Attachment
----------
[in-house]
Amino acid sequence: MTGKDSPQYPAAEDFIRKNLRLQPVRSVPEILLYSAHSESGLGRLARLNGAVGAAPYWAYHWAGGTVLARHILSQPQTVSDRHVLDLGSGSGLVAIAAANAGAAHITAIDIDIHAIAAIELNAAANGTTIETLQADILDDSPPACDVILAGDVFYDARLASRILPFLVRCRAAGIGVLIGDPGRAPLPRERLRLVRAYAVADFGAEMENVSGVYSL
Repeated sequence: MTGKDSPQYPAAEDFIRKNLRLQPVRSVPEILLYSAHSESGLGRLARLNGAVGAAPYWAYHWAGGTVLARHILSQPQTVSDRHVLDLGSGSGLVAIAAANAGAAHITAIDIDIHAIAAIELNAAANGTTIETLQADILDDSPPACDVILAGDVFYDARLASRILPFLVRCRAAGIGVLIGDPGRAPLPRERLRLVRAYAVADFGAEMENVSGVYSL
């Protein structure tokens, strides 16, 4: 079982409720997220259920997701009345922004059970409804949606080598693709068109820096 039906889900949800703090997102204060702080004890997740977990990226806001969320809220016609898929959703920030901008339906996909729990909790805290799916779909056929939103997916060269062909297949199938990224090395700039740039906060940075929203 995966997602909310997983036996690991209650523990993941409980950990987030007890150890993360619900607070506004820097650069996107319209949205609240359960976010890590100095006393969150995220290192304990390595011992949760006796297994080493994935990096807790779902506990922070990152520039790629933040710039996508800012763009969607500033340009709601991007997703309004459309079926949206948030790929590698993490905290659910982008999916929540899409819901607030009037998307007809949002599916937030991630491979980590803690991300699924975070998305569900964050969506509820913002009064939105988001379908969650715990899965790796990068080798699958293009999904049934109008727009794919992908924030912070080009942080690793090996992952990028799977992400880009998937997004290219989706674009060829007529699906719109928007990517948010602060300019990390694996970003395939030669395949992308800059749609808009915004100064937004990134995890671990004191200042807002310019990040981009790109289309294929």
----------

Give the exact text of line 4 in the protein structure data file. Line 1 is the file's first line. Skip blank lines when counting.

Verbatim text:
């Protein structure tokens, strides 16, 4: 079982409720997220259920997701009345922004059970409804949606080598693709068109820096 039906889900949800703090997102204060702080004890997740977990990226806001969320809220016609898929959703920030901008339906996909729990909790805290799916779909056929939103997916060269062909297949199938990224090395700039740039906060940075929203 995966997602909310997983036996690991209650523990993941409980950990987030007890150890993360619900607070506004820097650069996107319209949205609240359960976010890590100095006393969150995220290192304990390595011992949760006796297994080493994935990096807790779902506990922070990152520039790629933040710039996508800012763009969607500033340009709601991007997703309004459309079926949206948030790929590698993490905290659910982008999916929540899409819901607030009037998307007809949002599916937030991630491979980590803690991300699924975070998305569900964050969506509820913002009064939105988001379908969650715990899965790796990068080798699958293009999904049934109008727009794919992908924030912070080009942080690793090996992952990028799977992400880009998937997004290219989706674009060829007529699906719109928007990517948010602060300019990390694996970003395939030669395949992308800059749609808009915004100064937004990134995890671990004191200042807002310019990040981009790109289309294929």